SelectMinds enables you to gain access to all members of the company. It is very easy to walk up to anyone for the most part and question them about their roles and responsibilities. You can learn quite a bit about the technical ins and outs of a SaaS company. For a young person who is just out of college or a person with not much other responsibilities, working at SelectMinds is a good learning experience. You can experience what it is like to work for a creative company with very intelligent people.
As with many start ups, companies that remain in start up or maintain a start up mentality it is expected that you spend quite a bit of time socializing with your team members on and off hours. If you do not do this, possibly because you have a family, you are not considered a team player. To management, being a good leader means coming in early and leaving late regardless of whether you accomplish what is asked. SelectMinds is venture capitol backed. Working for a venture capitol backed company means that you have to be concerned with revenue more than you may working for a public company or private company that creates its own revenue. If one client is lost and you are not with an operations team, you can lose your job quite easily. SelectMinds acts very much like a start up even though it has been around for over 10 years. Managers are not supervisors at any level as much as they are Team Leaders. There is a high level of self-importance and a pretense of listening and progressiveness. Things are not as they seem because revenue will not allow them to be a Google or Facebook though they try to be like these successful enterprises on the surface.
Advice to Management
Move out of the start up mentality. Do not expect all employees to be the same. This is the lazy man's management style. If a person gets along within the culture but is not of the culture, be accepting of the person's differences. Embrace diversity. Stop letting clients push you around. Acknowledge contributions from all employees, don't just give negative feedback because 1 or 2 out of 10 clients complain. Realize that if you "lead from the back of the boat" you can't just blame the Yeoman when you hit an iceberg. Maybe the First Mate, the Yeoman's boss, was trying to emulate you and lead from the back as well. Sometimes it takes a team to operate the rudder in a violent storm.
I worked at SelectMinds full-time
Open culture encouraging smart work for good clients
A little stagnant, the loud are compensated over the more skilled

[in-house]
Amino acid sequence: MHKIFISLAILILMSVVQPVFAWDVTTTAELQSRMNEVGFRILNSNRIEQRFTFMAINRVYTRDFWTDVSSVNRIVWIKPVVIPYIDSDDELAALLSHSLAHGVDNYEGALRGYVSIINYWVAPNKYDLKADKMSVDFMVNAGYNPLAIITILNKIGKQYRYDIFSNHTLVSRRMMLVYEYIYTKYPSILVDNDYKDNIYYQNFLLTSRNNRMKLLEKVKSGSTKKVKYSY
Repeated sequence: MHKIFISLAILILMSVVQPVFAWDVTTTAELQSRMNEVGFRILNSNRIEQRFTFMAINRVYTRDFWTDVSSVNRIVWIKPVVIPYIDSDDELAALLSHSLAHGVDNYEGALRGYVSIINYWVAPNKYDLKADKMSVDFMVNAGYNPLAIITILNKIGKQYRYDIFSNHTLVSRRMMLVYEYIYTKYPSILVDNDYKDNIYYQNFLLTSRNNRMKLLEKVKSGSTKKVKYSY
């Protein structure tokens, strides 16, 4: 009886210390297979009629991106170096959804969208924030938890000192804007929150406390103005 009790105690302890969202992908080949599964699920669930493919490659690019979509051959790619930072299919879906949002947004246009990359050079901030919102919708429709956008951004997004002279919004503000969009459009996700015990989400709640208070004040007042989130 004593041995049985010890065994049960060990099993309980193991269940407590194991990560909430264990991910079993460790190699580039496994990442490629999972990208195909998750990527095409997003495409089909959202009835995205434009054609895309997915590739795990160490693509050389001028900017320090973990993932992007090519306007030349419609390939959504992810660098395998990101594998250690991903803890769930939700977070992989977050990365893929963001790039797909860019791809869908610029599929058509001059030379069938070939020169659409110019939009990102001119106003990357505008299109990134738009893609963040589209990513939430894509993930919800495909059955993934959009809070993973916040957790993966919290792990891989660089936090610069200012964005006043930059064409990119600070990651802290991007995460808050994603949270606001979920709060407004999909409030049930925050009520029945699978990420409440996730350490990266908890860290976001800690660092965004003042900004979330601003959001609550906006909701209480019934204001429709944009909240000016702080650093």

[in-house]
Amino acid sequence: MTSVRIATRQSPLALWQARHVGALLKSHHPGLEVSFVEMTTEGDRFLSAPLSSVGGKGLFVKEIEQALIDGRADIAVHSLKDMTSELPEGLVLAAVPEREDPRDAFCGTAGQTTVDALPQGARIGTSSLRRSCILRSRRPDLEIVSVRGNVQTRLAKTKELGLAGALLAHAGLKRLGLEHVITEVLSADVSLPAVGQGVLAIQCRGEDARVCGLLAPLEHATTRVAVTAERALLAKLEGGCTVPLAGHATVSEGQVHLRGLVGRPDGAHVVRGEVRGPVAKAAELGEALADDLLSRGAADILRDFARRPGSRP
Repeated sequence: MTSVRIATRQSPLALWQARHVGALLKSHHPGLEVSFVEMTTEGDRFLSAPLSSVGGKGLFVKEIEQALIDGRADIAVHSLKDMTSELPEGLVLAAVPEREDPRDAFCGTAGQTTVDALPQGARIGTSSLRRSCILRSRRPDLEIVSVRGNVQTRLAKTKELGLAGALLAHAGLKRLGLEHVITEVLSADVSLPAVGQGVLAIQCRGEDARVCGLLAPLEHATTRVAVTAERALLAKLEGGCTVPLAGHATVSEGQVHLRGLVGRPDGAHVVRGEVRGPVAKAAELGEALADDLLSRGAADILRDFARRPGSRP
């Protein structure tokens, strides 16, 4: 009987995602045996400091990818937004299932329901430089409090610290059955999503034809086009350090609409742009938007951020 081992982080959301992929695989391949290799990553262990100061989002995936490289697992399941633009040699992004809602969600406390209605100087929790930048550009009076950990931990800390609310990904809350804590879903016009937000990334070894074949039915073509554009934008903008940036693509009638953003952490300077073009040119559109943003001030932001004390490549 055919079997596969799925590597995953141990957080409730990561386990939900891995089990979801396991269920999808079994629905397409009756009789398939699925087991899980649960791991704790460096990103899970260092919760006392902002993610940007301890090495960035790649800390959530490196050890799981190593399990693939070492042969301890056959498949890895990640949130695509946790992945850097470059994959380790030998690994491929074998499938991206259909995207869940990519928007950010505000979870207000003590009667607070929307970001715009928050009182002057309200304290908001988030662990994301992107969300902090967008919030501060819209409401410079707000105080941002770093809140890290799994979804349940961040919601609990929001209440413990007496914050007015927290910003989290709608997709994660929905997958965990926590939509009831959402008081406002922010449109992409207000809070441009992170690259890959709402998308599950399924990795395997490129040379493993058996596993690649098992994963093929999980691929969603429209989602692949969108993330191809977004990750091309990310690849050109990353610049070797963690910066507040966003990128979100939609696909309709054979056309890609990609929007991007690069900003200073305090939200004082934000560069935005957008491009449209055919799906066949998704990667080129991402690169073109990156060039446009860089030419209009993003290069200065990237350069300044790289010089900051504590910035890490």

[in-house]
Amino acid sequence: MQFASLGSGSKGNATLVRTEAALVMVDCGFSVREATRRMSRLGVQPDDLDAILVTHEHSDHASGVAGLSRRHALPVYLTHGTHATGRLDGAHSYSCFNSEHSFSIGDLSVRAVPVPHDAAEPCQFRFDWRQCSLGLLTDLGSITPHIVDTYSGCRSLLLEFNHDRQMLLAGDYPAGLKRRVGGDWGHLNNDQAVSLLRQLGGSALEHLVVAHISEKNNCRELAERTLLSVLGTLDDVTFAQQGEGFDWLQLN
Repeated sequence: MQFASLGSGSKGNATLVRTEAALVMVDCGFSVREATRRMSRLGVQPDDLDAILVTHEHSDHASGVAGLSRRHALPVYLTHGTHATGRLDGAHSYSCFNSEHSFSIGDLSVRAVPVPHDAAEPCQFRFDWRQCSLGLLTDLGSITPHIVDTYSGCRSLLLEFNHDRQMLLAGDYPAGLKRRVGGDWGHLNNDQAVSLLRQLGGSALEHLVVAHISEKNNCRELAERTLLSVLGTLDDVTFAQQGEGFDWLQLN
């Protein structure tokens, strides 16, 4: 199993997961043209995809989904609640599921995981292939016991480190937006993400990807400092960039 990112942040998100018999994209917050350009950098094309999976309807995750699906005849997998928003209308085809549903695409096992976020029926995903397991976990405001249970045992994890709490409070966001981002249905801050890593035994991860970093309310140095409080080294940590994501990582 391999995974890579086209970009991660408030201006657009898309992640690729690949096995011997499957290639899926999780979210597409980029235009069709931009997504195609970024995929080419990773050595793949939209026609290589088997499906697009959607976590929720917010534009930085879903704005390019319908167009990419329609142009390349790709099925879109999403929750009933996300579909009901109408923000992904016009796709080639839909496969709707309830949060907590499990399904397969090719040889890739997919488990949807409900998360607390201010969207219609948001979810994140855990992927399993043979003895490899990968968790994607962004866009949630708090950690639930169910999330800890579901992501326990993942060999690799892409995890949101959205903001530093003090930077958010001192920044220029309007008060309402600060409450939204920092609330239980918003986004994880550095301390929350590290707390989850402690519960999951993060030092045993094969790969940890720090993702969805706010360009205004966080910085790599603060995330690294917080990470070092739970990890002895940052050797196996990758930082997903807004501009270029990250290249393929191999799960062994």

Great place to begin your career
Nice office perks
Very social work environment
The biggest con by far was the unprofessionalism at times. There were times when management had no qualms raising their voice to someone deemed as junior, to levels outside of the office environment that would have merited a physical response.
Almost all of the business model was focused on retaining existing clients and attracting similar ones. None was devoted to actually building something useful.
A small core of senior folks made all decisions about product without showing even the slightest bit of interest in soliciting any input from actual users or the junior staff members who implemented and maintained it.
There were no company wide meetings, except to deliver layoffs. I once asked senior management if we could have a weekly staff meeting to discuss what senior management is working on, upcoming projects, and just so that we could all be in a room on a regular basis and feel like a team,, etc.. and senior management saw absolutely no benefit in that at all ... not even for middle management to meet with senior management on a regular basis. Yow!
The office culture, while social, was also one of feigned interest in the product. It was hard to be motivated or excited about something you don't find useful, nor that you are able to contribute to in any meaningful way.
They did a lot of hiring for jobs that were newly created whose role (and often purpose) they didn't take the time to clearly define ... a frustrating process for everyone ... especially the new hire ... that almost always ended in termination.
Advice to Management
Make all of your employees an essential part of your team, and you will build believers. If you build believers, you will get much better work out of people, and a much better product.
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